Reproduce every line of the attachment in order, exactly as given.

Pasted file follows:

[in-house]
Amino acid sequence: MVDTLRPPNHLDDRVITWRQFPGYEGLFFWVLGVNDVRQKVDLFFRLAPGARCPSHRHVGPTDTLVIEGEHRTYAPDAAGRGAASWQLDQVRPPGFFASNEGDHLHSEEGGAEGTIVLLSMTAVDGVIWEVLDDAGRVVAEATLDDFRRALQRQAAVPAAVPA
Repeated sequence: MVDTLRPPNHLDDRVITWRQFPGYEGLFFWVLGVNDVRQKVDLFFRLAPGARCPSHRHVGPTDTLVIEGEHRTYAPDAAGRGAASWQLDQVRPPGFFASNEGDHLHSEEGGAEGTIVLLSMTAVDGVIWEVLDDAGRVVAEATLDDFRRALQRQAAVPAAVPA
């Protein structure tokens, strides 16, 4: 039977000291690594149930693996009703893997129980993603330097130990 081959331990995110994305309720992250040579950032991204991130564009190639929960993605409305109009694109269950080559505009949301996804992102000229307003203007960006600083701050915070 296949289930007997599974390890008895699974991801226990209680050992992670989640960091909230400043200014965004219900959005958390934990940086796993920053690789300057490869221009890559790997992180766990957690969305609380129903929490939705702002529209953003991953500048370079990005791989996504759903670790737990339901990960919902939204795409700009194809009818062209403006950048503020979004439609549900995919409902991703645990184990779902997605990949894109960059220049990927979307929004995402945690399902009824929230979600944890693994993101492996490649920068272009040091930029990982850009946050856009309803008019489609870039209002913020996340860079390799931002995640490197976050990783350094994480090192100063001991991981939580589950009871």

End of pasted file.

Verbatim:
[in-house]
Amino acid sequence: MVDTLRPPNHLDDRVITWRQFPGYEGLFFWVLGVNDVRQKVDLFFRLAPGARCPSHRHVGPTDTLVIEGEHRTYAPDAAGRGAASWQLDQVRPPGFFASNEGDHLHSEEGGAEGTIVLLSMTAVDGVIWEVLDDAGRVVAEATLDDFRRALQRQAAVPAAVPA
Repeated sequence: MVDTLRPPNHLDDRVITWRQFPGYEGLFFWVLGVNDVRQKVDLFFRLAPGARCPSHRHVGPTDTLVIEGEHRTYAPDAAGRGAASWQLDQVRPPGFFASNEGDHLHSEEGGAEGTIVLLSMTAVDGVIWEVLDDAGRVVAEATLDDFRRALQRQAAVPAAVPA
């Protein structure tokens, strides 16, 4: 039977000291690594149930693996009703893997129980993603330097130990 081959331990995110994305309720992250040579950032991204991130564009190639929960993605409305109009694109269950080559505009949301996804992102000229307003203007960006600083701050915070 296949289930007997599974390890008895699974991801226990209680050992992670989640960091909230400043200014965004219900959005958390934990940086796993920053690789300057490869221009890559790997992180766990957690969305609380129903929490939705702002529209953003991953500048370079990005791989996504759903670790737990339901990960919902939204795409700009194809009818062209403006950048503020979004439609549900995919409902991703645990184990779902997605990949894109960059220049990927979307929004995402945690399902009824929230979600944890693994993101492996490649920068272009040091930029990982850009946050856009309803008019489609870039209002913020996340860079390799931002995640490197976050990783350094994480090192100063001991991981939580589950009871």